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Seeking funding for an Uncanny Magazine special double issue: Disabled People Destroy Science Fiction and Uncanny Magazine Year Four
Seeking funding for an Uncanny Magazine special double issue: Disabled People Destroy Science Fiction and Uncanny Magazine Year Four
2,033 backers pledged $57,419 to help bring this project to life.

The Disabled People Destroy SF Print Books are HAPPENING! Plus Personal Essay: "Disabled Enough" by Elsa Sjunneson-Henry

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You Magical and Magnificent Space Unicorns!

You did it!!!

The Disabled People Destroy Science Fiction/Uncanny Magazine Year 4 Kickstarter  reached the Disabled People Destroy Science Fiction PHYSICAL BOOK STRETCH GOAL! Everybody who backs for just that or at $50 and above is getting a FANCY BOOK!

Thank you, Space Unicorns. You are the best.

We only have 59 hours left in the Kickstarter, and we're not done! 

If the Kickstarter reaches $50,000, every backer will receive access to an exclusive Rachel Swirsky Patreon story!

If the Kickstarter reaches $55,000, we will do a Disabled People Destroy Fantasy special issue! 

Here is today's new Disabled People Destroy Science Fiction personal essay (edited by Nicolette Barischoff). These essays, much like their counterparts in the previous Destroy Kickstarters, will feature disabled creators sharing what it is like being a disabled person in the science fiction community.  

Shine on, Space Unicorns.

"Disabled Enough" by Elsa Sjunneson-Henry

The other day, someone asked me if I felt like I “count” as disabled. A lot of people don’t. A lot of people feel like they aren’t disabled “enough” to claim crip, to claim disability, to claim party to this community, to this issue, to this world.  

I said yes.  

Not everyone would agree with me, but I’m going to let you in on a little secret.  

We are enough. You, me, all of us.  

We are disabled enough.  

People have been asking us if they qualify to write for Disabled People Destroy Science Fiction, if their perspective has value, if their disability counts for qualification.  

We talked a lot about this before the Kickstarter, and I’m sure we’ll continue to reassure people after it ends in a few days.  

But you are enough.  

Disability is not a one stop shop for definitions. Partially blind or fully blind. Visibly disabled or invisibly disabled. Any form of disability at all.  

The only restrictions we have are these:  

Are you currently disabled? If you are, then you can submit.  

Do you consider yourself disabled? Great. You can submit.  

That’s it.  

There’s no test to pass, though you’re welcome to tell us about who you are and what your disability is in your cover letter. There’s no kind of disability that we’re limiting it to. We want your stories, your perspectives, your opinions. Dominik and I are not waiting here with a list of who can and cannot submit, of what does or doesn’t count.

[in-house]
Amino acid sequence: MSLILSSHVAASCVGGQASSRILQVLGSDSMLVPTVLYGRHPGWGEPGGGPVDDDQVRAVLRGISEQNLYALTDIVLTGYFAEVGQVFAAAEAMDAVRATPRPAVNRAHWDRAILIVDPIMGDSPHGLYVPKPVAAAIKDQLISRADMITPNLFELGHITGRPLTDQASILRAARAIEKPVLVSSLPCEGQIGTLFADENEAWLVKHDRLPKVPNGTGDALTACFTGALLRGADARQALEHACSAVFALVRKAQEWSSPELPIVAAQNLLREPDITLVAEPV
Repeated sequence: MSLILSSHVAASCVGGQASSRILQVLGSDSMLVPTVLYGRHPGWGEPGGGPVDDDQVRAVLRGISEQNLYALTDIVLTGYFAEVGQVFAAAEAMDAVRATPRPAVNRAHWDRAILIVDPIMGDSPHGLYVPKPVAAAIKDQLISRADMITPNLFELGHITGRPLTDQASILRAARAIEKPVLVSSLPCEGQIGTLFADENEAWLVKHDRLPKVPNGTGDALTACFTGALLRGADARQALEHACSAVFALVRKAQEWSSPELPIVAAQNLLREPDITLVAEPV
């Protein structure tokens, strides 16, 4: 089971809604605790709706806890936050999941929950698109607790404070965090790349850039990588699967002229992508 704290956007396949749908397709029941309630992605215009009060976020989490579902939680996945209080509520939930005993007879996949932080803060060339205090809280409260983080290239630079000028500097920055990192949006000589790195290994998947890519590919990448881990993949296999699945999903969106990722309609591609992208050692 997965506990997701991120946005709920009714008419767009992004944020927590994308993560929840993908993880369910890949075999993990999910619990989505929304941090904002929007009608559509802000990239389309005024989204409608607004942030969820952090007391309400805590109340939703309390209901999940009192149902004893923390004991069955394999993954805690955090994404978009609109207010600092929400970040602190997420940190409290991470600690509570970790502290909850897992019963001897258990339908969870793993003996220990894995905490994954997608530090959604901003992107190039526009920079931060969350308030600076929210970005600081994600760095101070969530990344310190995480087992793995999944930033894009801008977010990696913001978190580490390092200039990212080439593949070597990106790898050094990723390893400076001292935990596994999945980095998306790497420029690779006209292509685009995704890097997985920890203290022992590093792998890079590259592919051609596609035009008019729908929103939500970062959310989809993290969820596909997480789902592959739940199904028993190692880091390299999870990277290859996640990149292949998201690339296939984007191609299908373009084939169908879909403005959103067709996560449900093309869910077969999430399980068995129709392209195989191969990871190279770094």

Because the only person, at the end of the day, who can make the decision of if you should or shouldn’t submit is YOU.  

Ableism likes to tell us that there’s only one thing that disability looks like, that there’s only one way to be disabled. It has lots of definitions, lots of arguments for who “gets” to be disabled. It’s one of the ways in which ableism functions, to keep us apart, to keep us squabbling over who gets a pass into the disabled community.  

I’m not going to look at the submissions and ask questions. I don’t have a checklist. I don’t have an agenda. What I have is a goal to share as many stories as possible.  

So, when we open for submissions in 2018, don’t let ableism tell you whether or not you can submit. Tell YOURSELF that you can.

Elsa Sjunneson-Henry
Elsa Sjunneson-Henry

Elsa Sjunneson-Henry is a partially deafblind speculative fiction writer and disability activist. Her short fiction is included in Upside Down: Inverted Tropes in Storytelling, Fireside Magazine, and Ghost in the Cogs. She also writes for tabletop roleplaying games and was part of the ENNIe award-winning staff for Dracula Dossier. Her nonfiction has been included in The Boston Globe, Uncanny Magazine, Terrible Minds, and many other venues. She teaches disability representation at Writing the Other, and recently spoke at the New York Public Library on this topic. She is the Managing Editor at Fireside Magazine. She has a Masters in Women’s History from Sarah Lawrence College, and uses it to critique media representation of disability from all mediums.

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    1. Kristin Evenson Hirst
      Superbacker
      on August 22

      Thank you.